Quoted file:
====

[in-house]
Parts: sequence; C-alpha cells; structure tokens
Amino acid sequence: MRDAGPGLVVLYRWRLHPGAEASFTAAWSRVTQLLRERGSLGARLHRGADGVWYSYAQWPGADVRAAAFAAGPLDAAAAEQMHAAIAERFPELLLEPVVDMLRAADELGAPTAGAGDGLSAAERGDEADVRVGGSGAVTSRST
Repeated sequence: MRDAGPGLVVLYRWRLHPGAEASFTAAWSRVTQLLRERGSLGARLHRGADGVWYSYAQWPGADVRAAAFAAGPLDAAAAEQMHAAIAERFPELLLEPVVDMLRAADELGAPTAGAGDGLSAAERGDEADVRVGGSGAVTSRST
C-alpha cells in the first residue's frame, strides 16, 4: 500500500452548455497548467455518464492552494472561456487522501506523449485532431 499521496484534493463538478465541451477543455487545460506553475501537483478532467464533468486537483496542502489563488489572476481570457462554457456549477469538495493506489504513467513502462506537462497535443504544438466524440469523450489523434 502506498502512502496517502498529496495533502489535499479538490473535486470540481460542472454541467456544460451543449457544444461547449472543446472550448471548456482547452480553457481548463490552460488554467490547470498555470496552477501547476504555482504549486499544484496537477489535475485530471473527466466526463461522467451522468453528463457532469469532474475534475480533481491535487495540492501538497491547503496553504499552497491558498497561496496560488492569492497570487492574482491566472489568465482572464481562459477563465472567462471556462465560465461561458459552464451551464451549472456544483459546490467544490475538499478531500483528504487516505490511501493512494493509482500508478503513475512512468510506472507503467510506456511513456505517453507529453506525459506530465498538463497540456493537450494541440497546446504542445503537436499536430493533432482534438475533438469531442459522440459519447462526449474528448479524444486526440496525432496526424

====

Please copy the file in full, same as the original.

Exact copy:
[in-house]
Parts: sequence; C-alpha cells; structure tokens
Amino acid sequence: MRDAGPGLVVLYRWRLHPGAEASFTAAWSRVTQLLRERGSLGARLHRGADGVWYSYAQWPGADVRAAAFAAGPLDAAAAEQMHAAIAERFPELLLEPVVDMLRAADELGAPTAGAGDGLSAAERGDEADVRVGGSGAVTSRST
Repeated sequence: MRDAGPGLVVLYRWRLHPGAEASFTAAWSRVTQLLRERGSLGARLHRGADGVWYSYAQWPGADVRAAAFAAGPLDAAAAEQMHAAIAERFPELLLEPVVDMLRAADELGAPTAGAGDGLSAAERGDEADVRVGGSGAVTSRST
C-alpha cells in the first residue's frame, strides 16, 4: 500500500452548455497548467455518464492552494472561456487522501506523449485532431 499521496484534493463538478465541451477543455487545460506553475501537483478532467464533468486537483496542502489563488489572476481570457462554457456549477469538495493506489504513467513502462506537462497535443504544438466524440469523450489523434 502506498502512502496517502498529496495533502489535499479538490473535486470540481460542472454541467456544460451543449457544444461547449472543446472550448471548456482547452480553457481548463490552460488554467490547470498555470496552477501547476504555482504549486499544484496537477489535475485530471473527466466526463461522467451522468453528463457532469469532474475534475480533481491535487495540492501538497491547503496553504499552497491558498497561496496560488492569492497570487492574482491566472489568465482572464481562459477563465472567462471556462465560465461561458459552464451551464451549472456544483459546490467544490475538499478531500483528504487516505490511501493512494493509482500508478503513475512512468510506472507503467510506456511513456505517453507529453506525459506530465498538463497540456493537450494541440497546446504542445503537436499536430493533432482534438475533438469531442459522440459519447462526449474528448479524444486526440496525432496526424